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Will the real Internals module please stand up?

by dragonchild (Archbishop)
on Mar 01, 2009 at 05:00 UTC ( #747247=perlquestion: print w/replies, xml ) Need Help??
dragonchild has asked for the wisdom of the Perl Monks concerning the following question:

After shaving a yak, I ended up in Hash::Util, specifically in lock_keys(). Noticed heavy use in the PurePerl version of Internals, specifically Internals::SvREADONLY(). Never having heard of it, I looked it up. Lo and behold, although SvREADONLY() was used by the XS, it wasn't exposed by the XS. Bopping around a bit, I found use of a bunch of functions in the Internals:: namespace that aren't exposed by Internals. And, furthermore, it seems like these functions are available without use-ing Internals itself.

So, the question - what's in Internals:: and where can I get some documentation on it? Sounds like all sorts of goodies are in there and I wanna get me some of that! :-)

Update: Per Anonymonk's reply, apparently a whole bunch of seemingly-unrelated things are provided in universal.c and that's just the list for 5.8.9. In 5.10.0's universal.c, there's twice the list. (Scroll down halfway looking for /^XS\(/). Why are these functions all stuffed together in universal.c? Where are they documented? If they're exposed, I would think they would be documented somewhere.

My criteria for good software:
  1. Does it work?
  2. Can someone else come in, make a change, and be reasonably certain no bugs were introduced?

Replies are listed 'Best First'.
Re: Will the real Internals module please stand up?
by ikegami (Pope) on Mar 01, 2009 at 05:28 UTC
    >perl -wle"while(($n,$g)=each %Internals::) { print $n if *$g{CODE} }" hash_seed hv_clear_placeholders HvREHASH rehash_seed SvREADONLY SvREFCNT

    ActivePerl v5.10.0 build 1001 built for MSWin32-x86-multi-thread


    #!perl -wl my @todo = *::; while (@todo) { my $st = shift(@todo); my @sl = sort values %$st; print for map /^\*(.*)/, grep *$_{CODE}, @sl; push @todo, grep !/\*main::main::/, grep /::$/, @sl; }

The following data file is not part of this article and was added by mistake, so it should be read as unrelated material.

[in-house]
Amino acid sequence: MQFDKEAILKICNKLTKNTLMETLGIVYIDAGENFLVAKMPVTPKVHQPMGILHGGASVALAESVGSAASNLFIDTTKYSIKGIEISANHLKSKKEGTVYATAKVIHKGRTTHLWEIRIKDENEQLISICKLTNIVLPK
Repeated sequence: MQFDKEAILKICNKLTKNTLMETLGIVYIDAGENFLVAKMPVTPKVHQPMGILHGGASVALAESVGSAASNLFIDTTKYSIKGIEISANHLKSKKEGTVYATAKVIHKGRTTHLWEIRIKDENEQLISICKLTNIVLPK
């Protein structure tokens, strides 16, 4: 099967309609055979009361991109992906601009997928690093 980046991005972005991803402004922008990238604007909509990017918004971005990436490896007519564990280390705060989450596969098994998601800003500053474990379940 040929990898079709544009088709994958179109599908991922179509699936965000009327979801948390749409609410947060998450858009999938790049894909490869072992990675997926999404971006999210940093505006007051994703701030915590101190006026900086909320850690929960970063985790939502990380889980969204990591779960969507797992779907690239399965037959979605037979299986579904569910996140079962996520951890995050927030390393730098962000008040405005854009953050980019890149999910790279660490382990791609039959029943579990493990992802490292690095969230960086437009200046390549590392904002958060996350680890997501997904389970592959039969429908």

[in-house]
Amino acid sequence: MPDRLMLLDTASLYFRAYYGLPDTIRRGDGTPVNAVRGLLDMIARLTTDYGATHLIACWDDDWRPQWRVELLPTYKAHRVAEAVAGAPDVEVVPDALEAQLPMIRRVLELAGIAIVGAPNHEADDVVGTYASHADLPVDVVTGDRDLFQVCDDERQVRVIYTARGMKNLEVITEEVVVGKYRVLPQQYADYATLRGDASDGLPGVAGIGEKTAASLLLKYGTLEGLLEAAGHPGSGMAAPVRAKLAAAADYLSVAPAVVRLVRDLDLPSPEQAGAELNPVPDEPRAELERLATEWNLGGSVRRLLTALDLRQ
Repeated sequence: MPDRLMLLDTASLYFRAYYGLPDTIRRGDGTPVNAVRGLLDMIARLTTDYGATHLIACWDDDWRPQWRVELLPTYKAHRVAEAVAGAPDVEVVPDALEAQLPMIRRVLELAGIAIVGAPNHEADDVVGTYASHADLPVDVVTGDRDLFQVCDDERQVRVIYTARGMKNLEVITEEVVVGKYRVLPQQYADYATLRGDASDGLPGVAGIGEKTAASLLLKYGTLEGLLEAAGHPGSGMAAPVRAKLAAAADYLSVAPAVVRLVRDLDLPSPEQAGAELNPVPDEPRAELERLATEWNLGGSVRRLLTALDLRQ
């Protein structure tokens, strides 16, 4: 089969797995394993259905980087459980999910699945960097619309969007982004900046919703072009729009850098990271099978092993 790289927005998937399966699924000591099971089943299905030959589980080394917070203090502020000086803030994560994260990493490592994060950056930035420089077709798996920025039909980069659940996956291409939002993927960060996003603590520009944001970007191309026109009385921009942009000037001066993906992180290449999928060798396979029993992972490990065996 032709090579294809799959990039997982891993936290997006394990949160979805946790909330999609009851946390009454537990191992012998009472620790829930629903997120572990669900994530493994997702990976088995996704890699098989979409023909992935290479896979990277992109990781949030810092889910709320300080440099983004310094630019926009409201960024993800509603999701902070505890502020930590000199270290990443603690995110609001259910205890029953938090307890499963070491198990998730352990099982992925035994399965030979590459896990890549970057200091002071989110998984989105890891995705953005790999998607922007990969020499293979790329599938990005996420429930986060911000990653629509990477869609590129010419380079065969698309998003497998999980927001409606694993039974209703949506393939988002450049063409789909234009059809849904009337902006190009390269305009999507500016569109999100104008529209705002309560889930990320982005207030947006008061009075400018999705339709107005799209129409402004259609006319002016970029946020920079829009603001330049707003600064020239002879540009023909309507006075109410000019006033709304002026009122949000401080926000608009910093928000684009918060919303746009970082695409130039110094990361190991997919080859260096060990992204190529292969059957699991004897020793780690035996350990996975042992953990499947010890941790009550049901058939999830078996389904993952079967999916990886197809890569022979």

ActivePerl v5.10.0 build 1001 built for MSWin32-x86-multi-thread:

    ActivePerl v5.8.8 build 824 built for MSWin32-x86-multi-thread

    This is perl, v5.8.8 built for x86_64-linux-gnu-thread-multi:

    DynaLoader::boot_DynaLoader Internals::HvREHASH Internals::SvREADONLY Internals::SvREFCNT Internals::hash_seed Internals::hv_clear_placeholders Internals::rehash_seed PerlIO::get_layers Regexp::DESTROY UNIVERSAL::VERSION UNIVERSAL::can UNIVERSAL::isa attributes::bootstrap utf8::decode utf8::downgrade utf8::encode utf8::is_utf8 utf8::native_to_unicode utf8::unicode_to_native utf8::upgrade utf8::valid PerlIO::Layer::NoWarnings PerlIO::Layer::find
      Only code there
      $ perl -le'print for %Internals::' SvREFCNT *Internals::SvREFCNT hv_clear_placeholders *Internals::hv_clear_placeholders hash_seed *Internals::hash_seed SvREADONLY *Internals::SvREADONLY HvREHASH *Internals::HvREHASH rehash_seed *Internals::rehash_seed
        How is that better? The output is less readable and it introduces an assumption.
Re: Will the real Internals module please stand up?
by Anonymous Monk on Mar 01, 2009 at 05:31 UTC

      Why isn't it documented? How official is this? For example, can I rely on

      our $VERSION = version::qv('1.0.0');

      without doing use version; first? (Ignore compatibility with 5.8.)

        I don't know, appears to be a case of "some patch got accepted"
        can I rely on our $VERSION = version::qv('1.0.0'); without doing use version; first?
        In counter-example, the utf8 and Win32 doc specifically say what can be assumed to be available without loading the module, so unless you can find a similar guarantee in the version doc, I think you'd be overly trusting to do so.
Re: Will the real Internals module please stand up?
by ysth (Canon) on Mar 01, 2009 at 19:39 UTC